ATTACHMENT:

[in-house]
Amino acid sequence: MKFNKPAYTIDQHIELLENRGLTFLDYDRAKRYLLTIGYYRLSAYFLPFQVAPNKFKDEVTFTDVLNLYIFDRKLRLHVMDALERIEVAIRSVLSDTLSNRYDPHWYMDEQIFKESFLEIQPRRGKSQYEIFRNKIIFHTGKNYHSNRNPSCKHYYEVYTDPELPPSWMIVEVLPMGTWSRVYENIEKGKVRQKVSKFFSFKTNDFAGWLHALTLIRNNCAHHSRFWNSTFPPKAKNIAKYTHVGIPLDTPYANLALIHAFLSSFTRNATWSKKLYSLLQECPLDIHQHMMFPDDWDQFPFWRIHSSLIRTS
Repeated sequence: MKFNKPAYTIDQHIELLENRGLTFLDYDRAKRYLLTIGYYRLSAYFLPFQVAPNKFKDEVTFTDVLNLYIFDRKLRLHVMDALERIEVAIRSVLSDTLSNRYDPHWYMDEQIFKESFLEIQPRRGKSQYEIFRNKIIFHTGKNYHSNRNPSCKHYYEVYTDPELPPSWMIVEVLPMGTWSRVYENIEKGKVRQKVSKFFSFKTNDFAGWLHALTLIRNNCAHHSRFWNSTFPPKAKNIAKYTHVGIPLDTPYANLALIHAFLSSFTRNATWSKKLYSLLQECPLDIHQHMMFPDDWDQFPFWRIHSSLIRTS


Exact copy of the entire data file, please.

[in-house]
Amino acid sequence: MKFNKPAYTIDQHIELLENRGLTFLDYDRAKRYLLTIGYYRLSAYFLPFQVAPNKFKDEVTFTDVLNLYIFDRKLRLHVMDALERIEVAIRSVLSDTLSNRYDPHWYMDEQIFKESFLEIQPRRGKSQYEIFRNKIIFHTGKNYHSNRNPSCKHYYEVYTDPELPPSWMIVEVLPMGTWSRVYENIEKGKVRQKVSKFFSFKTNDFAGWLHALTLIRNNCAHHSRFWNSTFPPKAKNIAKYTHVGIPLDTPYANLALIHAFLSSFTRNATWSKKLYSLLQECPLDIHQHMMFPDDWDQFPFWRIHSSLIRTS
Repeated sequence: MKFNKPAYTIDQHIELLENRGLTFLDYDRAKRYLLTIGYYRLSAYFLPFQVAPNKFKDEVTFTDVLNLYIFDRKLRLHVMDALERIEVAIRSVLSDTLSNRYDPHWYMDEQIFKESFLEIQPRRGKSQYEIFRNKIIFHTGKNYHSNRNPSCKHYYEVYTDPELPPSWMIVEVLPMGTWSRVYENIEKGKVRQKVSKFFSFKTNDFAGWLHALTLIRNNCAHHSRFWNSTFPPKAKNIAKYTHVGIPLDTPYANLALIHAFLSSFTRNATWSKKLYSLLQECPLDIHQHMMFPDDWDQFPFWRIHSSLIRTS